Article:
Sgt. Ryan Lubrano, commander of the New Orleans Police Department’s vice squad, said that his unit’s hands are tied when it comes to what his officers can charge who.

“The prostitution statute covers the vaginal sex,” Lubrano said. “That’s the way that it’s written. By law, a crime against nature is oral sex. If someone offers oral sex, I can’t legally arrest them for prostitution.”

Once someone is charged, it’s up to the District Attorney's Office to drop or uphold the charges. Several calls seeking comment from the Orleans Parish District Attorney's Office were not returned.

Lubrano maintained that the cat-and-mouse of sex stings is not discriminatory by nature.

“Black girls, white girls, transgendered. When we have an undercover officer riding around the streets posing as a john, it’s whatever is out there,” he said.

But in a scathing report issued by the Justice Department detailing the many failures of the NOPD, federal investigators said the department engaged in targeted and biased policing and abuse of the crime against nature law.

“Transgender residents reported that officers are likelier, because of their gender identity, to charge them under the state’s 'crimes against nature' statute -- a statute whose history reflects anti-LGBT sentiment,” the report noted. “For the already vulnerable transgender community, inclusion on the sex offender registry further stigmatizes and marginalizes them, complicating efforts to secure jobs, housing, and obtain services at places like publicly-run emergency shelters.”

According to the report, released in March, 80 percent of those charged with crimes against nature are African American, “suggesting an element of racial bias” and that those targeted believe officers “equate being African American and transgendered with being a prostitute.”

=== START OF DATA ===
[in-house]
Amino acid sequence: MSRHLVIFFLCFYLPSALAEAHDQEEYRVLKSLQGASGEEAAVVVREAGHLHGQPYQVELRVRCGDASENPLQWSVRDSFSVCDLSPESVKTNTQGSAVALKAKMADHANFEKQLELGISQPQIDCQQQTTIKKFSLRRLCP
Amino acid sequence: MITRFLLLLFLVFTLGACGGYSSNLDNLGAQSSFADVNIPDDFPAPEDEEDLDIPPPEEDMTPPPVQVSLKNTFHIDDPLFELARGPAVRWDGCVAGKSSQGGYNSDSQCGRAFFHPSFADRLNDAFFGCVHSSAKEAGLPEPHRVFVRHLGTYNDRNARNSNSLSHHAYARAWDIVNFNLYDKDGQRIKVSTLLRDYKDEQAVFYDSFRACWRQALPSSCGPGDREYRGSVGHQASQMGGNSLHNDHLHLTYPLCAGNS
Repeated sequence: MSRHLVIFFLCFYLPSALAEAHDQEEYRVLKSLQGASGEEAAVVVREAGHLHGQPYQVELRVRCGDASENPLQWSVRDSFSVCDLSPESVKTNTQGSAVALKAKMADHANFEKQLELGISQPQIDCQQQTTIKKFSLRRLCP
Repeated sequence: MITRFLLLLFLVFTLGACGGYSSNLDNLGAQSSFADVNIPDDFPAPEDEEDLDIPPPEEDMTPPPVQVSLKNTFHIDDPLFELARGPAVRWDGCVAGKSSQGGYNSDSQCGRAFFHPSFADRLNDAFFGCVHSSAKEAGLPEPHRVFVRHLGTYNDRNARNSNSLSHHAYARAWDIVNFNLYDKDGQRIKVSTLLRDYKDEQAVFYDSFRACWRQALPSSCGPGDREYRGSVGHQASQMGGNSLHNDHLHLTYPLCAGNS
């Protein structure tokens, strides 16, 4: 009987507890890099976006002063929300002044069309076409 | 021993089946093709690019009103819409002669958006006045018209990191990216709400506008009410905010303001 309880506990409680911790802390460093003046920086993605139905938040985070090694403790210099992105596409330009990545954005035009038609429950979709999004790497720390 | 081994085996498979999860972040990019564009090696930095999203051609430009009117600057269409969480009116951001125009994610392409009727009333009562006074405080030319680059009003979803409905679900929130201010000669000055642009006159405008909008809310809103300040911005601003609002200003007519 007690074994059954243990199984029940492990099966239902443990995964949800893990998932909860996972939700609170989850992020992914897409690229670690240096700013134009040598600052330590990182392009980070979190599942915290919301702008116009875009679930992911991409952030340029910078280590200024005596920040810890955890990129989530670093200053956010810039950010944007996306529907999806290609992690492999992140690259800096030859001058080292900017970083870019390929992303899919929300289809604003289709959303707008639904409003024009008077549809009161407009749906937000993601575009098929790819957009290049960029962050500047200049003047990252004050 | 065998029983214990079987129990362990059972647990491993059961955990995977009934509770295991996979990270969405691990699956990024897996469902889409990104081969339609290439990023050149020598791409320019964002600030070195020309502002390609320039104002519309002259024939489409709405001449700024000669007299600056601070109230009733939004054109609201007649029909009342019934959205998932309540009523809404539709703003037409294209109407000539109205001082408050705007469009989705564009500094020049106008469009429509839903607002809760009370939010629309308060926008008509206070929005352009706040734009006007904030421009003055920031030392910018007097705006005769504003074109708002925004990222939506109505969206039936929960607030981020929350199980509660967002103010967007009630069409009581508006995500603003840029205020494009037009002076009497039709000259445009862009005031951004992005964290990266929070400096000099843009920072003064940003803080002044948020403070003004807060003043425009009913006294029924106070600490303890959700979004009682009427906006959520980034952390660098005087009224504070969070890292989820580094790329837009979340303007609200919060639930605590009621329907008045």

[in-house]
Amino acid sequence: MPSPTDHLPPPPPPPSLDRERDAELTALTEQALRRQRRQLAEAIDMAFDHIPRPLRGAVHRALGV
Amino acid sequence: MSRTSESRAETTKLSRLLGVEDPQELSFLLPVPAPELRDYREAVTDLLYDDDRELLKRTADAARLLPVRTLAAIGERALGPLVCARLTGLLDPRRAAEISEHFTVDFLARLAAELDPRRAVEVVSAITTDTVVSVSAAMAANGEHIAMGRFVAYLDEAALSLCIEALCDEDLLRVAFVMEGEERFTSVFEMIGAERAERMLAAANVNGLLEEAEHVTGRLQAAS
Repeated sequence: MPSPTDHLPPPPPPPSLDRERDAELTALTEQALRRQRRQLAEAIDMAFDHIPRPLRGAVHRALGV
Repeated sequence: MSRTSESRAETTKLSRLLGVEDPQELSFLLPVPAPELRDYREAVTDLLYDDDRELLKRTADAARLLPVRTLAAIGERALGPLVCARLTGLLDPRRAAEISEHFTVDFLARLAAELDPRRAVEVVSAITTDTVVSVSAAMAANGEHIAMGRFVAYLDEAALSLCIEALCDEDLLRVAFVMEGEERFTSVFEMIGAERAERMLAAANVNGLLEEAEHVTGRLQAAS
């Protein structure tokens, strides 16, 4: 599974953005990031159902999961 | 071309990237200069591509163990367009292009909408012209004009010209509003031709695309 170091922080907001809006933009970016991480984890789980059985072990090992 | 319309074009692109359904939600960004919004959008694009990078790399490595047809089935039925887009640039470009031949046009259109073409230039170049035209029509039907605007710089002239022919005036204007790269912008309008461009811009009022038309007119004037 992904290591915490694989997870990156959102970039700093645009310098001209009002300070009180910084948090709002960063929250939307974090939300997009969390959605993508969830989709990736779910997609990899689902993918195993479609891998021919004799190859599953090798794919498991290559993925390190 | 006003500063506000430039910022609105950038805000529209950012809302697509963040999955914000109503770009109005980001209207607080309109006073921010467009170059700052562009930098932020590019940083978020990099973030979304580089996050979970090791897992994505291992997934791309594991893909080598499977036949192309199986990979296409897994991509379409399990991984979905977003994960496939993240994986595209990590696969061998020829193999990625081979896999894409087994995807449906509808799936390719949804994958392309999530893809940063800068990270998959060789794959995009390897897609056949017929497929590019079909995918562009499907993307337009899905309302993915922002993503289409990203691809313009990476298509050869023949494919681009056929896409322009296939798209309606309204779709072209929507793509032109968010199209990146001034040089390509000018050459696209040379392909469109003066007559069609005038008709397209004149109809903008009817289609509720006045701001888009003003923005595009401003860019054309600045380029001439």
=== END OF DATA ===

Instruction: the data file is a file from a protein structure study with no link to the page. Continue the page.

The Center for Constitutional Rights filed its lawsuit on behalf of nine anonymous plaintiffs, women and men, each of whom have been convicted of crime against nature charges and must register as sex offenders for 15 years to life.

Alexis Agathocleous, an attorney with the center, said the law discriminates against gays and people who engage in socially taboo acts.

“This law is discriminatory, unconstitutional and based in a long history of moral disapproval of sex acts, first that are non-procreative and then those historically tied to homosexuality,” said Agathocleous.

As a result, some of the most vulnerable people are forced further underground. Once on the sex offender registry, their state identification cards, driver’s licenses and, in some cases, license plates are stamped with the words "Sex Offender".

They must send out postcards to every single neighbor -- in a one-mile radius in rural communities, three-fourths of a mile in the city -- and must foot the bill for postage. Employers, even at places like fast-food joints, shy away from employing sex offenders. Landlords are weary of associating their addresses with sex offenders. And as the federal report noted, most agencies and in-treatment rehabilitation programs do not accept sex offenders.